Shazam! Fury of the Gods is a breath of fresh air, rejuvenating a stagnating genre with fun and cohesive storytelling that lately has been nearly absent.

Film Review: Shazam! Fury of the Gods

Film Reviews

Shazam! Fury of the Gods
Director: David F. Sandberg

DC Studios and The Safran Company
In Theaters: 03.17

I’ve been starting to feel like the Ebeneezer Scrooge of superhero movies over the past year, giving scathing reviews to the latest Doctor Strange and Ant-Man films and lukewarm ones to most everything else. I wasn’t just losing my enthusiasm for the genre—my enthusiasm for moviegoing was dulling. Shazam! Fury of the Gods came along at just the right time and hit me like a visitation of three spirits. 

Shazam! Fury of the Gods picks up a couple of years after the first film ended. Young Billy Watson (Asher Angel, And I Mack) is working hard at his double life after Shazam (Djimon Hounsou) chose him to become a protector of the world who can transform into a mighty hero (Zachary Levi) bestowed with all of the powers of the Greek gods. 

Billy deals with this while trying to ignore the looming problem that he’s about to age out of the foster system where he’s finally found a family, including four siblings who were also granted superpowers. Under Billy’s leadership they’ve formed a team, though it hasn’t been going as smoothly as Billy had hoped. Juggling teen angst with duality must take a back seat when the Daughters of Atlas show up to regain the magic that Shazam stole from them, and the fate of the world rests on the shoulders of Billy and his family.

Returning director David F. Sandberg has a significant budgetary boost this time, and Shazam! Fury of the Gods relies heavily on the “bigger is better” Hollywood sequel mentality. Sandberg delivers thrilling action, killer effects and, more importantly, a self-contained story with clear stakes. Billy’s adolescent troubles, rooted in a great deal of childhood trauma, are deftly channeled into comedy and drama. 

Levi is even better this time around. While he was very entertaining in the first film, the boy literally trapped in a man’s body schtick was so reminiscent of Tom Hanks in Big that it was always in the shadow of that Oscar nominated performance, and Angel was given the stronger character moments. In Fury of the Gods, Billy really settles into being a truly unique protagonist and fully rounded character, and Levi and Angel have so seamlessly meshed their performances that I nearly forgot which one I was  watching at any given time. The mix of intensity and whimsy as the final battle engulfs Philadelphia, and the foster kids must do battle with mythical monsters, is pure magic and the most unbridled fun I’ve had with the comic-book genre since the first Avengers film.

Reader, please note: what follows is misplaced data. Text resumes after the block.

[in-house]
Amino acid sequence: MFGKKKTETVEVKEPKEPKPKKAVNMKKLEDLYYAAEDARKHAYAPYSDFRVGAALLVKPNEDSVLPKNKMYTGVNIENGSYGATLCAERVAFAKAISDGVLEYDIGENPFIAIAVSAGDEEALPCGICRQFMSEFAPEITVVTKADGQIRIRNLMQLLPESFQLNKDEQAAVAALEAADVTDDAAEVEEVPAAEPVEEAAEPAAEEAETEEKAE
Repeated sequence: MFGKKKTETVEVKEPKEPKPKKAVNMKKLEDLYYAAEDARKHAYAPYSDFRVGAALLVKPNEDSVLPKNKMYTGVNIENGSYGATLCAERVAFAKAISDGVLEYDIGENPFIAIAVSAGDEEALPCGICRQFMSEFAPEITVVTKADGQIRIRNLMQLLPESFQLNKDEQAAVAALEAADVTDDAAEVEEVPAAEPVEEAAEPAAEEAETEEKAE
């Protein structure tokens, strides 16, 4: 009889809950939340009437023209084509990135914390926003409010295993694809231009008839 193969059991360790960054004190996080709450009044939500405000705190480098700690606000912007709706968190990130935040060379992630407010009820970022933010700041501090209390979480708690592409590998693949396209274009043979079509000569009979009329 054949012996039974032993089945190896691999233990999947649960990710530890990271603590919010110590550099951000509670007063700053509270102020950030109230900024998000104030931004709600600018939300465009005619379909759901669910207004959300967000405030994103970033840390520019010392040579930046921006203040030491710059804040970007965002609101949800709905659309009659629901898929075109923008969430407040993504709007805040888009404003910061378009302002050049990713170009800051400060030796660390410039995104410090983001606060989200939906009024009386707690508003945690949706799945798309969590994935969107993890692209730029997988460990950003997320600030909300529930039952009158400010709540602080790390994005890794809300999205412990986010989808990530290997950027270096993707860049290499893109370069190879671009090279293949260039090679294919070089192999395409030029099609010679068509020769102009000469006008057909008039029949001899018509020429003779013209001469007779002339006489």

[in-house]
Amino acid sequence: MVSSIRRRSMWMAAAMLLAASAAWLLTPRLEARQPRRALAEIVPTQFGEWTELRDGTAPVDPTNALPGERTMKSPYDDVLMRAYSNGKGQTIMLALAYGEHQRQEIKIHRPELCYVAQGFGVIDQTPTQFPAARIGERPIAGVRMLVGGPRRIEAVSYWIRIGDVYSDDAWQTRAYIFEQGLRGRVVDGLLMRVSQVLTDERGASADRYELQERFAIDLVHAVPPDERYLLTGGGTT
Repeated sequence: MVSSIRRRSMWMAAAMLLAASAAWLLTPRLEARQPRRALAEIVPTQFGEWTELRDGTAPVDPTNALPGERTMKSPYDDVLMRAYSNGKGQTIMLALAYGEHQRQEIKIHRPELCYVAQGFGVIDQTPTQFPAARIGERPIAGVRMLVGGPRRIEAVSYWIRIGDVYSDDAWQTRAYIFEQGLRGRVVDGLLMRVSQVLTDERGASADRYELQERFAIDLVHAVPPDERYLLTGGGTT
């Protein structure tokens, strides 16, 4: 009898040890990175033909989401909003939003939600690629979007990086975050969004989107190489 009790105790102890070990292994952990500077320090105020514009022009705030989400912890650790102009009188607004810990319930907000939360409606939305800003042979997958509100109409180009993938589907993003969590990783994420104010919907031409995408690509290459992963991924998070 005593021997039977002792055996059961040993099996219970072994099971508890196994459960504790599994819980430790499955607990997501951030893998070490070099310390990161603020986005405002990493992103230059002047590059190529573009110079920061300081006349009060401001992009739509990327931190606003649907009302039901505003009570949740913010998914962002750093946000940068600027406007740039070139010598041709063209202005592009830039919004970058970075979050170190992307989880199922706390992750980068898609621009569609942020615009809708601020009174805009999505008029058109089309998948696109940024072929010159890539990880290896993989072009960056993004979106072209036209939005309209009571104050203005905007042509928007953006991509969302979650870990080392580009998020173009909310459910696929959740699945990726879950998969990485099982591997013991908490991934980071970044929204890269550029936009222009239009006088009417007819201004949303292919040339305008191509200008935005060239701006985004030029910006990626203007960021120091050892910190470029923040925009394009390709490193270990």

The ensemble packs a lot of punch, with Helen Mirren, Lucy Liu and West Side Story‘s Rachel Ziegler bringing a formidable presence as Hesperia, Kalypso and Anthea, respectively. The trio are credible as celestial sisters on a mission, and each gets their own strong arc and a chance to shine. Jack Dylan Grazer (It: Chapter One) and Hounsou make a delightful off-couple comedy team, with Grazer paying Billy’s brother, Freddy, who is trapped by the sisters and spends much of the film imprisoned with the surly and sulking wizard Shazam, who regrets ever giving Billy his powers. Hounsou is a magnificent actor who has been a personal favorite since his breakthrough role in Steven Spielberg‘s Amistad, though he’s rarely given much to do in movies these days. Seeing him in a major role again getting a rare chance to flex his comedic chops is intoxicating. 

Shazam! Fury of the Gods is a breath of fresh air, rejuvenating a stagnating genre with fun and cohesive storytelling that lately has been nearly absent. The magic of this franchise is that it’s one of the few that remembers that at least half the the point of a superhero story lies in the desire to feel like a kid again. If anything, this sequel surpassed the first for me in that regard. I left the theater feeling like it was Christmas morning, ready to head over to Cratchit home with a large goose, a stack of comic books for Tiny Tim and a pledge in my heart to honor superheroes and not to take for granted the joy of escaping into a darkened theater. Shazam! Fury of the Gods gets a resounding and enthusiastic endorsement from me, and Gods bless us. Everyone! –Patrick Gibbs 

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